“The income support system is in need of major reform to deliver better outcomes for all Australians now and into the future… It should provide adequate support while encouraging more people to work to their capacity.… It should also reflect broader community expectations that those who can work should do so, in order to become more self-reliant, and that people should care for their children.”
Interim Report of the Reference Group on Welfare Reform to the Minister for Social Service, 2014, p.5.
In Egypt after Mubarak, there is a greater space for civil society groups to work and fulfil their mission. However, after the ousting of President Morsi and his Muslim Brotherhood regime, the government has passed or proposed laws that appear to target “terrorism” or “national security,” but in reality restrict freedom of expression and association.
The School of History Seminar Series recommences on 22 July with a presentation by Brett Goodin "Opportunities of Empire: The Business, Autonomy and Personality of American Consuls in North Africa, 1798–1805". Flyer available here.
The full program is available here.
Unsettling Planning’s paradigms: Toward a just accommodation of Indigenous rights and interests in Australian urban planning
Money is for Caring – a sociology of money, financial capability and well-being in Indigenous Australia
Are affirmative action and employment programs for Indigenous Australians finally having some effect?
Emerging disjuncts between land use planning and native title: The make or break on Indigenous economic development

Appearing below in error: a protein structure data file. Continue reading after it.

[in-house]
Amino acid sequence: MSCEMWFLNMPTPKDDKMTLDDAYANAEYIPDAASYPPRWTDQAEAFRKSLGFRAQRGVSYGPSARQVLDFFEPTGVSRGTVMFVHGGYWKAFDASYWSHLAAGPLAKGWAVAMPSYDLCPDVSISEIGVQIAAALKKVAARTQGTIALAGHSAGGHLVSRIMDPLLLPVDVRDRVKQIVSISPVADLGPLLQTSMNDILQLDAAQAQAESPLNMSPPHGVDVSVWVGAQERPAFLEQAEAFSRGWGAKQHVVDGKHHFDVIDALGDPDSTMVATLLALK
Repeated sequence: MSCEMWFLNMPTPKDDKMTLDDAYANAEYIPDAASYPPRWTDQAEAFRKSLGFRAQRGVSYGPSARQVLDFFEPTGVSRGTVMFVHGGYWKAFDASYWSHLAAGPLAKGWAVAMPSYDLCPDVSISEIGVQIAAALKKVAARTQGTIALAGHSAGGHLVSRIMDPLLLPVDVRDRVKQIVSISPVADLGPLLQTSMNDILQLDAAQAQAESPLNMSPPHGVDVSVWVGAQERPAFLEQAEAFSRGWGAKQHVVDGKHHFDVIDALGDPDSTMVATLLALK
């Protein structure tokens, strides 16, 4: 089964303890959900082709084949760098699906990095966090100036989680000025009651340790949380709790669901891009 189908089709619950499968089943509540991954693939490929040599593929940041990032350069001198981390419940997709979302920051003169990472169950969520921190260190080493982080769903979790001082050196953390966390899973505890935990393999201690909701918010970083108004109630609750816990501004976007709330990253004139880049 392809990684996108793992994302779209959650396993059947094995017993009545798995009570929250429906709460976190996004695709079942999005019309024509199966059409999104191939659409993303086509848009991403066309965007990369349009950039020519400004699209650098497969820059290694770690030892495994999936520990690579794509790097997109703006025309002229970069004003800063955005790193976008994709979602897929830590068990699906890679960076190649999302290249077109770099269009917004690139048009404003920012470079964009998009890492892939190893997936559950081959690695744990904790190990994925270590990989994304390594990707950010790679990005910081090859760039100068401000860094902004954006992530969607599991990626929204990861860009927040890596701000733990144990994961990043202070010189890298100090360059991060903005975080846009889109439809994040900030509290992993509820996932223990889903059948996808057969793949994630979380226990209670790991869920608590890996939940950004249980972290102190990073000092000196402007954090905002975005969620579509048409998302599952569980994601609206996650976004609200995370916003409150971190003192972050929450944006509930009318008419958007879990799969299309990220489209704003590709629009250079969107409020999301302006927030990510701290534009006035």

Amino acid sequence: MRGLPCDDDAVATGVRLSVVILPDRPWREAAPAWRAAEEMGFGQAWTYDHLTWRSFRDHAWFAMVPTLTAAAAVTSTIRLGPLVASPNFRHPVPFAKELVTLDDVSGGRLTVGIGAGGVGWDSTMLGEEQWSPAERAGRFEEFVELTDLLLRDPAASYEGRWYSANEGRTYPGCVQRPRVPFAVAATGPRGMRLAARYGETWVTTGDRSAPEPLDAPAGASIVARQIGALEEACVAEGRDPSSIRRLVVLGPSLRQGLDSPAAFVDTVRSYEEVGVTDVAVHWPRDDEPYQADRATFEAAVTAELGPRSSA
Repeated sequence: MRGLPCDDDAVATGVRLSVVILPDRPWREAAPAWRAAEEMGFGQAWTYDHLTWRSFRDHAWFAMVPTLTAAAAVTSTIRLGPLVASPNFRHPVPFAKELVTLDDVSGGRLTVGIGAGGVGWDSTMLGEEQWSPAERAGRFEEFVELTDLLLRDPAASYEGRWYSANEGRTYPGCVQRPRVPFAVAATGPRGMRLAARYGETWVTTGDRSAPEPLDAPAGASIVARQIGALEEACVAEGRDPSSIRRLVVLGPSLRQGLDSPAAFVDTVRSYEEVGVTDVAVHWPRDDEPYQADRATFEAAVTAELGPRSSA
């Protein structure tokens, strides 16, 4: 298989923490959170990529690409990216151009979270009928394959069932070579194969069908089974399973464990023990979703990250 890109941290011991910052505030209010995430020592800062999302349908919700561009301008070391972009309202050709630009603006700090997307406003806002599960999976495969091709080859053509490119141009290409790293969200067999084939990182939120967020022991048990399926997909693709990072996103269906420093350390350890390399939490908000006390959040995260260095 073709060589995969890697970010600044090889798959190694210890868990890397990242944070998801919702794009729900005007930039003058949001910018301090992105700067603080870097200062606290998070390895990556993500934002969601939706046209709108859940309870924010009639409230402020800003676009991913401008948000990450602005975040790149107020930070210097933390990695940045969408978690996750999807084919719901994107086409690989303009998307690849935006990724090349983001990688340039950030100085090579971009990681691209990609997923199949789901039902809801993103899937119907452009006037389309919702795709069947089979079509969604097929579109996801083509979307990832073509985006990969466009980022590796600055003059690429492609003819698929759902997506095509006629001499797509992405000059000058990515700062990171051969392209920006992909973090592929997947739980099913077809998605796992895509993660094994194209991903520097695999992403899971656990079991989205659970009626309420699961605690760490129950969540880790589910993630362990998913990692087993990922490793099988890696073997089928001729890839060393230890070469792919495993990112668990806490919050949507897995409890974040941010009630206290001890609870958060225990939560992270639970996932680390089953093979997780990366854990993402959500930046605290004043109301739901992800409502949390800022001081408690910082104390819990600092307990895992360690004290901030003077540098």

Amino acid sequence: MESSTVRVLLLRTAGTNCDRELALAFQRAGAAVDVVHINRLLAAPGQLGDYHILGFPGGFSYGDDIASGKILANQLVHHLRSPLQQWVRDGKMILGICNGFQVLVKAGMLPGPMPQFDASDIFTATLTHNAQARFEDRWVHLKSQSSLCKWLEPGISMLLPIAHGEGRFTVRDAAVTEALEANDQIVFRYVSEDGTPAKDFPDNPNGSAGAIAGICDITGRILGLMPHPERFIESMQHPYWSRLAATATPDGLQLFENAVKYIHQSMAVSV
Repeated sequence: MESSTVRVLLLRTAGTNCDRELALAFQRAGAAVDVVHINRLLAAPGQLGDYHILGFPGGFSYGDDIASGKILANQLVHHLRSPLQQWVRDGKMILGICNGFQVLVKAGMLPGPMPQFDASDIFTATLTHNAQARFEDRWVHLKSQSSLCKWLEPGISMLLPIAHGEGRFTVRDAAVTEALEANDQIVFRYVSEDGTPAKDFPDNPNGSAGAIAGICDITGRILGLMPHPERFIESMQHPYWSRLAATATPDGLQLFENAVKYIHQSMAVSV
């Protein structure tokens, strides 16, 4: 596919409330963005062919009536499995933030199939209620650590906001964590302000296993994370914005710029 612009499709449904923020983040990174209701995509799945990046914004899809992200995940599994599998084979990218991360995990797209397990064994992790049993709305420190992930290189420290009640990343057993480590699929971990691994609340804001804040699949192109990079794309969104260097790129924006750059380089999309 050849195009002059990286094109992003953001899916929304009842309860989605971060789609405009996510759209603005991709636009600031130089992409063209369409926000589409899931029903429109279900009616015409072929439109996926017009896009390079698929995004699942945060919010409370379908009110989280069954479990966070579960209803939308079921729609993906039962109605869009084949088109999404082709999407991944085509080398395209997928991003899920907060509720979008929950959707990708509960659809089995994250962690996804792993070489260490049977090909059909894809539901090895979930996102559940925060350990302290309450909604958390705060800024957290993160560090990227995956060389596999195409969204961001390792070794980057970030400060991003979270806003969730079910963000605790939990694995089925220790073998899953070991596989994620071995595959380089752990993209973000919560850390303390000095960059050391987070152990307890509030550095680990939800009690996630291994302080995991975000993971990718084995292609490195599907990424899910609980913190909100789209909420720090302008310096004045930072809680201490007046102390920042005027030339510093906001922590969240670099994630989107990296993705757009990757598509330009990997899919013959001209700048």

Recent empirical studies have shown that Islamic finance, despite its widely-advertised growth, has not improved financial inclusion of Muslims, who remain among the most excluded financially. This is not surprising in light of the genesis and modes of operation of this industry. Islamic finance was born in the second half of the twentieth century as a child of nationalist-Islamic identity politics, on the one hand, and petrodollar flows on the other.
The Palestinian decision to go before the International Criminal Court and charge Israel with war crimes has implications that go beyond Palestine-Israel conflict. The decision to bring Israel before the ICC brings to the forefront the question whether or not international criminal law will be applied, not only to weak nations lacking powerful protectors, but also to the powerful and their clients.
Bob Carr’s presentation is timely, coming just ten days before this year’s ALP National Conference, which is expected to consider a resolution on Palestine and Middle East Peace.
Australians for Justice and Peace in Palestine (AJPP)
Students for Justice in Palestine (SJP)
Co-hosted by the ANU Centre for Arabic and Islamic Studies
In this course, Deputy Director of AusCen Dr Nicholas Biddle teaches a range of analytical techniques that can be used to answer key policy questions. You will learn how to measure the impact of policy and whether or not a particular policy improves individual lives.Course date:
9.30am–4.30pm 4 August 2015
9.30am–4.30pm 5 August 2015
#132 Crawford Building, Lennox Crossing, ANU